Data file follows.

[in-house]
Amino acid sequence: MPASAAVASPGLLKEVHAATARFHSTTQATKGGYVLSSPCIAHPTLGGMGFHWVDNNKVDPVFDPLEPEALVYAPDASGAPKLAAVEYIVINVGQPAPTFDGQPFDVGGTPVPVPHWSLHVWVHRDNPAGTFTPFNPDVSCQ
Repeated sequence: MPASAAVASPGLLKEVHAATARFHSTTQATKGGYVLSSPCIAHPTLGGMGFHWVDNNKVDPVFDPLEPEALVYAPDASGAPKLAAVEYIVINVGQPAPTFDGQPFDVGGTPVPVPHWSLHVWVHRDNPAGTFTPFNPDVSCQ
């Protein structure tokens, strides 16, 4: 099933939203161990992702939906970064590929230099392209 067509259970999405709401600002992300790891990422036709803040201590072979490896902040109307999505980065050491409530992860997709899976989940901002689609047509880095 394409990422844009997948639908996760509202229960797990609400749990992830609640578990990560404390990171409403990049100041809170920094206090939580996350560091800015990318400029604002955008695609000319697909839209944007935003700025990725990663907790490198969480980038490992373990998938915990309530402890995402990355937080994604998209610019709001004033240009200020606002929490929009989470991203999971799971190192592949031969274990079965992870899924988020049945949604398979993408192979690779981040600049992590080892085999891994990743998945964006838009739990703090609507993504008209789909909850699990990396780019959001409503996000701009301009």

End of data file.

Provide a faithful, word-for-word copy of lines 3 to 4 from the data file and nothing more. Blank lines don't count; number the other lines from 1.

Repeated sequence: MPASAAVASPGLLKEVHAATARFHSTTQATKGGYVLSSPCIAHPTLGGMGFHWVDNNKVDPVFDPLEPEALVYAPDASGAPKLAAVEYIVINVGQPAPTFDGQPFDVGGTPVPVPHWSLHVWVHRDNPAGTFTPFNPDVSCQ
């Protein structure tokens, strides 16, 4: 099933939203161990992702939906970064590929230099392209 067509259970999405709401600002992300790891990422036709803040201590072979490896902040109307999505980065050491409530992860997709899976989940901002689609047509880095 394409990422844009997948639908996760509202229960797990609400749990992830609640578990990560404390990171409403990049100041809170920094206090939580996350560091800015990318400029604002955008695609000319697909839209944007935003700025990725990663907790490198969480980038490992373990998938915990309530402890995402990355937080994604998209610019709001004033240009200020606002929490929009989470991203999971799971190192592949031969274990079965992870899924988020049945949604398979993408192979690779981040600049992590080892085999891994990743998945964006838009739990703090609507993504008209789909909850699990990396780019959001409503996000701009301009």